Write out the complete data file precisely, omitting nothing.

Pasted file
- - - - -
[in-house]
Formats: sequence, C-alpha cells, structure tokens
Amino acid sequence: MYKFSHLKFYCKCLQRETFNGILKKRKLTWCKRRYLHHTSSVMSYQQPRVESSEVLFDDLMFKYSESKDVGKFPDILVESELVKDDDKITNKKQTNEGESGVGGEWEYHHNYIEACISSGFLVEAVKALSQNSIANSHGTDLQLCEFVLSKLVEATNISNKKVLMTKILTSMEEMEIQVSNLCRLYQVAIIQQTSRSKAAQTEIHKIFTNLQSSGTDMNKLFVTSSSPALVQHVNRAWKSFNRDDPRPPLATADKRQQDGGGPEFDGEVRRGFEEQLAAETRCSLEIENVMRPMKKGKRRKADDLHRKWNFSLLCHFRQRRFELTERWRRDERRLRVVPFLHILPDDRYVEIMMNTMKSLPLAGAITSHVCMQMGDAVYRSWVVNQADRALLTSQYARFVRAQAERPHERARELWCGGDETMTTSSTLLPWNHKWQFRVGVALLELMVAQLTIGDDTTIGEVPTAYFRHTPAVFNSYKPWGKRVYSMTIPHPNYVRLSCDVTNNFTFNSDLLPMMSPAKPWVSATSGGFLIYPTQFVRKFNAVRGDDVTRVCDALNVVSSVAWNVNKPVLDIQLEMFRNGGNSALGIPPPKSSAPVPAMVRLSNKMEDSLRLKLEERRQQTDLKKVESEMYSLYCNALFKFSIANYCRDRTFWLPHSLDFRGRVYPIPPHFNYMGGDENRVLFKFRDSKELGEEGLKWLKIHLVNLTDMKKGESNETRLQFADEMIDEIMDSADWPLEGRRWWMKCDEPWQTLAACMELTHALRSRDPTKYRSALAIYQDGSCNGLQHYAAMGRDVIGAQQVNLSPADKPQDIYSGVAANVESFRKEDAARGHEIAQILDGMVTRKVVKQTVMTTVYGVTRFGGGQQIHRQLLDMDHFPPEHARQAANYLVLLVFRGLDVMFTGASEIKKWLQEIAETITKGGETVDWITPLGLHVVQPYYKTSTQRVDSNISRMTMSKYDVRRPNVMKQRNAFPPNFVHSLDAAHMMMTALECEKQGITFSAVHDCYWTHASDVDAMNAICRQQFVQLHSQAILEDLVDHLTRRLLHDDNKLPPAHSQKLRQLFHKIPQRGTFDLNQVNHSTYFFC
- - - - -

[in-house]
Formats: sequence, C-alpha cells, structure tokens
Amino acid sequence: MYKFSHLKFYCKCLQRETFNGILKKRKLTWCKRRYLHHTSSVMSYQQPRVESSEVLFDDLMFKYSESKDVGKFPDILVESELVKDDDKITNKKQTNEGESGVGGEWEYHHNYIEACISSGFLVEAVKALSQNSIANSHGTDLQLCEFVLSKLVEATNISNKKVLMTKILTSMEEMEIQVSNLCRLYQVAIIQQTSRSKAAQTEIHKIFTNLQSSGTDMNKLFVTSSSPALVQHVNRAWKSFNRDDPRPPLATADKRQQDGGGPEFDGEVRRGFEEQLAAETRCSLEIENVMRPMKKGKRRKADDLHRKWNFSLLCHFRQRRFELTERWRRDERRLRVVPFLHILPDDRYVEIMMNTMKSLPLAGAITSHVCMQMGDAVYRSWVVNQADRALLTSQYARFVRAQAERPHERARELWCGGDETMTTSSTLLPWNHKWQFRVGVALLELMVAQLTIGDDTTIGEVPTAYFRHTPAVFNSYKPWGKRVYSMTIPHPNYVRLSCDVTNNFTFNSDLLPMMSPAKPWVSATSGGFLIYPTQFVRKFNAVRGDDVTRVCDALNVVSSVAWNVNKPVLDIQLEMFRNGGNSALGIPPPKSSAPVPAMVRLSNKMEDSLRLKLEERRQQTDLKKVESEMYSLYCNALFKFSIANYCRDRTFWLPHSLDFRGRVYPIPPHFNYMGGDENRVLFKFRDSKELGEEGLKWLKIHLVNLTDMKKGESNETRLQFADEMIDEIMDSADWPLEGRRWWMKCDEPWQTLAACMELTHALRSRDPTKYRSALAIYQDGSCNGLQHYAAMGRDVIGAQQVNLSPADKPQDIYSGVAANVESFRKEDAARGHEIAQILDGMVTRKVVKQTVMTTVYGVTRFGGGQQIHRQLLDMDHFPPEHARQAANYLVLLVFRGLDVMFTGASEIKKWLQEIAETITKGGETVDWITPLGLHVVQPYYKTSTQRVDSNISRMTMSKYDVRRPNVMKQRNAFPPNFVHSLDAAHMMMTALECEKQGITFSAVHDCYWTHASDVDAMNAICRQQFVQLHSQAILEDLVDHLTRRLLHDDNKLPPAHSQKLRQLFHKIPQRGTFDLNQVNHSTYFFC